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View Full Version : NYC or Chicago on med student budget???



Chi2NYC?
April 29th, 2007, 10:09 AM
Hi folks.

I've been in Chicago for several years now, and it's time for me to think about where I want to be for medical school. My Chicago option is at the University of Chicago, where I can get a room in a 2bd/1ba apartment on the South Side of the city (10+ minutes by car from where the action is in the city) and end up $150,000 in education loan debt (after partial scholarship). The New york option is to attend NYU, live in a dorm (single rooms but shared bathroom/kitchen) in Murray Hill, and end up $240,000 in education loan debt. After rent is paid at either place (housing costs would be the same, btw), I would have about $10,000 per year to spend on food and entertainment.

I like Chicago okay. I love it in the summer, but I feel the winter is too much for me (originally from a southern state). I would like it better if I could live in a part of the city with more nightlife opportunities and better public transit, but that's not where the school is located. So I'd have to drive to get to the fun stuff. From the few times I've visited, I think I would like Midtown Manhattan better, mostly because there's more to do within walking distance. I don't mind living in a dorm rather than an apartment to get this.

Any opinions one way or the other? Is living in Manhattan now worth the extra $90,000 of education debt at about 7% interest (I hope to make around 200k per year as a doctor)? Is Manhattan significantly warmer than Chicago in the winter? With housing/utility costs out of the equation, can I live just as well in Manhattan as I would in Chicago on 10k per year?

Thanks in advance for your help!

lofter1
April 29th, 2007, 10:24 AM
During Med School won't you be so busy that it hardly matters (from a cultural / lifestyle POV) if you're in Chicago or NYC?

Is the value of the degree from NYU worth the additional $100 in costs? I don't have that information so I can't tell you the answer -- but if the training / professional experience is similar between NYU <> U of C then why saddle yourself with all that additional debt?

Chi2NYC?
April 29th, 2007, 10:48 AM
During Med School won't you be so busy that it hardly matters (from a cultural / lifestyle POV) if you're in Chicago or NYC?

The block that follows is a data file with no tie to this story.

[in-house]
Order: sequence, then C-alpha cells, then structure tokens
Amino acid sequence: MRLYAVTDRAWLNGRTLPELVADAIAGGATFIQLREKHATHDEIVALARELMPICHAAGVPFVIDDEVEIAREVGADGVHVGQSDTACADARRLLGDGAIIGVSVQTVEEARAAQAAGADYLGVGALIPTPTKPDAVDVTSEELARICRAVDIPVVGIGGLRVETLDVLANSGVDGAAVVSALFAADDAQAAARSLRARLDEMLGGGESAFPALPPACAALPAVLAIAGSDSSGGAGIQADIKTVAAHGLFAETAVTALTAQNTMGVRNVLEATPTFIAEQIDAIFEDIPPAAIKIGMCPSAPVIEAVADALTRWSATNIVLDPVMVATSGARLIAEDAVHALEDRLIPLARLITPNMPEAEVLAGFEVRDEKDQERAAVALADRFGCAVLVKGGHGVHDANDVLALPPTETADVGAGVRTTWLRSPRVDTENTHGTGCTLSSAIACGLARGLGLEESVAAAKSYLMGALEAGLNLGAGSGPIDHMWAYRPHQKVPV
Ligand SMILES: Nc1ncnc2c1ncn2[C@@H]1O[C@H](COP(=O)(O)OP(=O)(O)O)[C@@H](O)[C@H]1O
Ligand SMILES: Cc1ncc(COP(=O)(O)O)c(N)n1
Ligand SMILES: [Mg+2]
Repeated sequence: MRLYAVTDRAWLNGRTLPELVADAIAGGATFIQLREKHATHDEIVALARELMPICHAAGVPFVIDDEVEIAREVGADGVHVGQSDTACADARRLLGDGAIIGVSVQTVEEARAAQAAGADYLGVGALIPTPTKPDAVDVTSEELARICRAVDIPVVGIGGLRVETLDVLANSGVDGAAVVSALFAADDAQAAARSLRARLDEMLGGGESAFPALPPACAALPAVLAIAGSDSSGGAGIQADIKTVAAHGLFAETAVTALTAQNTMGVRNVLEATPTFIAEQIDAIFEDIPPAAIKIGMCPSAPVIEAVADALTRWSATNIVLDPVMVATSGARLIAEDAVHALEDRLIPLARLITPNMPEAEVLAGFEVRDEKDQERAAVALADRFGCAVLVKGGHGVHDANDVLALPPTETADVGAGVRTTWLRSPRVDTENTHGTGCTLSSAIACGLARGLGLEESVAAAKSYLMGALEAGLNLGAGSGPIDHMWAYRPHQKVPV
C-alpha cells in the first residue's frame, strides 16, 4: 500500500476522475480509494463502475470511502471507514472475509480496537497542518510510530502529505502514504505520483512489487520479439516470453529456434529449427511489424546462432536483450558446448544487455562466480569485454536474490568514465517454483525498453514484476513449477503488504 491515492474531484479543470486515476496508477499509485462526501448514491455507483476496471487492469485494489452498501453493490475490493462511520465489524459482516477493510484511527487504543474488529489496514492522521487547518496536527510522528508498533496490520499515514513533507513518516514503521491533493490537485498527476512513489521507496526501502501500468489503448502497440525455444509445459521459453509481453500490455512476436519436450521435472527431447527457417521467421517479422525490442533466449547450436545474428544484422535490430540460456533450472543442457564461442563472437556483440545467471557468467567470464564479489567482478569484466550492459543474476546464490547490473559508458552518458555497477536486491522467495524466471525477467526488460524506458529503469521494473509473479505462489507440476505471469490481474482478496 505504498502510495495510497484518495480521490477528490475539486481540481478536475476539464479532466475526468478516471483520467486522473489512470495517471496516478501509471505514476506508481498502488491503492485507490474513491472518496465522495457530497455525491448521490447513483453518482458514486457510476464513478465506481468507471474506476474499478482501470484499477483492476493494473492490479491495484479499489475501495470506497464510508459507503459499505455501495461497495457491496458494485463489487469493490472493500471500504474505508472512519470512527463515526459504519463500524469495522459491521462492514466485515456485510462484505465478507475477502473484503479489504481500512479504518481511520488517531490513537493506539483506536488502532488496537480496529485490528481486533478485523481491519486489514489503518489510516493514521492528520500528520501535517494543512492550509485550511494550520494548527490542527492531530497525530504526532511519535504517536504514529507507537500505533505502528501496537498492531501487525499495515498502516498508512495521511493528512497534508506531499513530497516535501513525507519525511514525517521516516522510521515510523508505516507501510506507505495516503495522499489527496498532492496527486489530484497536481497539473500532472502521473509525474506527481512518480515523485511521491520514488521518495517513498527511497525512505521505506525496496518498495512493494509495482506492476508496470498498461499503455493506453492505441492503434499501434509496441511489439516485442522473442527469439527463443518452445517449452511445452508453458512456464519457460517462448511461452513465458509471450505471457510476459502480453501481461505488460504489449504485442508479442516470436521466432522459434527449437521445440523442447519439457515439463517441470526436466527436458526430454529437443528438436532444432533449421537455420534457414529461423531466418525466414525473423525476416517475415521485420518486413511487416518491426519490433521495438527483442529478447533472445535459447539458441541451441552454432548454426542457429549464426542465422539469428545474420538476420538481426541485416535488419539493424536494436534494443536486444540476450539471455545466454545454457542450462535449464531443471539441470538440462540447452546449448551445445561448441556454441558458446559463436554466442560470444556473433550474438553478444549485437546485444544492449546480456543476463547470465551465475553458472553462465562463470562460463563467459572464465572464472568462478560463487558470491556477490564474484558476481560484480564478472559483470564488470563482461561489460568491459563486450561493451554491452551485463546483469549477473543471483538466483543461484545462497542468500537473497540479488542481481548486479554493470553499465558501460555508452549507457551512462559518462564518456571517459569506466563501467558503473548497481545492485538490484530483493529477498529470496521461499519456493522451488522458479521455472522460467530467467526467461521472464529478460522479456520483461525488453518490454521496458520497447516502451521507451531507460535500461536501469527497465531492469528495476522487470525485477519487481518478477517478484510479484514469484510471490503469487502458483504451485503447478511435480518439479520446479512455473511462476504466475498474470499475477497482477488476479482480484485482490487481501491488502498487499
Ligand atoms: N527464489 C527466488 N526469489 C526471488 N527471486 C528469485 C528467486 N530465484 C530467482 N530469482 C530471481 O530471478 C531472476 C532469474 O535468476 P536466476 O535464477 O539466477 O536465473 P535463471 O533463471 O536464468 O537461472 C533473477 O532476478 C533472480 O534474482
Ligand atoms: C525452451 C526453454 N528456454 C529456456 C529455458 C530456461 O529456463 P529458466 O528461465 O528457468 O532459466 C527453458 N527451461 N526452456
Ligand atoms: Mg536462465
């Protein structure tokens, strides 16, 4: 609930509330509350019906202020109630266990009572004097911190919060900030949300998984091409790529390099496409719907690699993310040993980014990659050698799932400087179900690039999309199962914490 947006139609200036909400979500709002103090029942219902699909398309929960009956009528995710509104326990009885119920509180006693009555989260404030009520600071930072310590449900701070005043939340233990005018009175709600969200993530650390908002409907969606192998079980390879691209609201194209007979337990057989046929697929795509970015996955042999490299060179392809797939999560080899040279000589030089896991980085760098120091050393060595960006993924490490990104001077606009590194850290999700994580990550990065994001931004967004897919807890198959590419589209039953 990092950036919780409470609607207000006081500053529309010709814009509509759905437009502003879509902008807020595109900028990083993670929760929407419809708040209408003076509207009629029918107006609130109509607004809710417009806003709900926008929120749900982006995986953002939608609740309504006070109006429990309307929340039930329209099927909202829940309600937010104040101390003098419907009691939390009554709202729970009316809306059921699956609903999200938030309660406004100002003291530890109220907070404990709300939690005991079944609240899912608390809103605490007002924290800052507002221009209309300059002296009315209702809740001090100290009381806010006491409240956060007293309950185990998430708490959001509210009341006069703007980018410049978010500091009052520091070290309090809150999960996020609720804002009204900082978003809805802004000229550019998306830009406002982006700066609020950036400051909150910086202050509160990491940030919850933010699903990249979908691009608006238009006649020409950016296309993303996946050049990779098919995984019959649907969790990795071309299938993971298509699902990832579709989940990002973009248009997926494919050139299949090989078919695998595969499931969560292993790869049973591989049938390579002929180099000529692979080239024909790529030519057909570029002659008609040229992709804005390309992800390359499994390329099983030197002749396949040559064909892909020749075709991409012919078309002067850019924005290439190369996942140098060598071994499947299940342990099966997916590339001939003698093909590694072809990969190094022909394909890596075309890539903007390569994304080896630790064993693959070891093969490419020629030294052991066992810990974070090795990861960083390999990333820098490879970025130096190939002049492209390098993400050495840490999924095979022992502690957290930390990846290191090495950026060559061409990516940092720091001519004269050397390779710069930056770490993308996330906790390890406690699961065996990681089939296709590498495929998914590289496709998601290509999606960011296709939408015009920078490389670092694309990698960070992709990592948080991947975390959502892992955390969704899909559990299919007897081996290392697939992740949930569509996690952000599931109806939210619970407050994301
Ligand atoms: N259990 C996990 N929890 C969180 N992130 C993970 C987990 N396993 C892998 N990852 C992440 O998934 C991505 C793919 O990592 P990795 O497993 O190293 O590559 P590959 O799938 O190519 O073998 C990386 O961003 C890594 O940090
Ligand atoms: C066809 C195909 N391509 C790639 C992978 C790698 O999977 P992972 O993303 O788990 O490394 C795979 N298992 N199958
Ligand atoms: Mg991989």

Is the value of the degree from NYU worth the additional $100 in costs? I don't have that information so I can't tell you the answer -- but if the training / professional experience is similar between NYU <> U of C then why saddle yourself with all that additional debt?

good point.

i'd say the value of the degree is the same at either school.

the way i see it, the limited time i'll have for fun stuff is a factor in favor of extra debt at nyu. from the south side of chicago, i'll probably spend at least an hour total per week just commuting to parts of the town where i'd want to hang out (and deal with parking, most likely). i imagine that in murray hill in nyc, on the other hand, i can spend most of that same amount of time already at the bar (also, nyu has a free shuttle bus to the main campus in the village, so that could save money). does this make sense?

Scraperfannyc
April 29th, 2007, 01:10 PM
Perhaps you should ask yourself where you want to live and work after you graduate. If you want NYC, NYU would make this easier. If you want Chicago, the Univ. Chicago will make this easier. A big factor that determines where you get jobs these days is who you know.

Scraperfannyc
April 29th, 2007, 01:14 PM
Also, if harsh winters is a big factor, Emory near Atlanta or west coast schools like UCSF are good. Again, ask yourself where you may want to ultimately work and live.

Lance75
April 29th, 2007, 01:21 PM
Isn't the Pritzker School at the University of Chicago considered far and away the better program?

I also think it's ranked higher. Not that I think rankings matter that much (if at all), but seriously, unless you absolutely hate Chicago for some reason, then it's kind of a no-brainer to go with the more prestigious and cheaper option.

Chi2NYC?
April 29th, 2007, 01:54 PM
Isn't the Pritzker School at the University of Chicago considered far and away the better program?

I also think it's ranked higher. Not that I think rankings matter that much (if at all), but seriously, unless you absolutely hate Chicago for some reason, then it's kind of a no-brainer to go with the more prestigious and cheaper option.